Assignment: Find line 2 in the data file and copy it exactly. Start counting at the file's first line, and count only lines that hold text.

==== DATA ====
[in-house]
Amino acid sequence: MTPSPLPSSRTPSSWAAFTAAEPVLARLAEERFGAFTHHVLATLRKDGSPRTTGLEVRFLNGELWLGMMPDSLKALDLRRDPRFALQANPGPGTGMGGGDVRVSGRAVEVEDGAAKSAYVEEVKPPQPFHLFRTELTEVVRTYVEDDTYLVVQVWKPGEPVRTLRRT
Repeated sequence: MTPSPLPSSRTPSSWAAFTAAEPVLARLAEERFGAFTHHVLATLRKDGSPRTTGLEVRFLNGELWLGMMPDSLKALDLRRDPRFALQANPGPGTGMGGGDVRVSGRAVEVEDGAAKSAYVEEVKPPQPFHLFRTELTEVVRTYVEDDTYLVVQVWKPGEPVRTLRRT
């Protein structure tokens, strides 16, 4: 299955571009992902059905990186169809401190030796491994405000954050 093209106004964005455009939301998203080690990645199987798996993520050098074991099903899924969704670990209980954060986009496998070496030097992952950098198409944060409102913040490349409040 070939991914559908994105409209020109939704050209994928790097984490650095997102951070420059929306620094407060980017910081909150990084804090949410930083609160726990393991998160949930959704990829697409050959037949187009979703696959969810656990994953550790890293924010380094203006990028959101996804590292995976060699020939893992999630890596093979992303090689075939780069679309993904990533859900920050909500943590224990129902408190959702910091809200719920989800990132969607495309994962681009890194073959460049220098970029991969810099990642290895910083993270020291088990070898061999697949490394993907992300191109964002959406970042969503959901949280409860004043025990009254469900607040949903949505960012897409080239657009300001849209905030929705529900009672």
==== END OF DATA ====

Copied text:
Amino acid sequence: MTPSPLPSSRTPSSWAAFTAAEPVLARLAEERFGAFTHHVLATLRKDGSPRTTGLEVRFLNGELWLGMMPDSLKALDLRRDPRFALQANPGPGTGMGGGDVRVSGRAVEVEDGAAKSAYVEEVKPPQPFHLFRTELTEVVRTYVEDDTYLVVQVWKPGEPVRTLRRT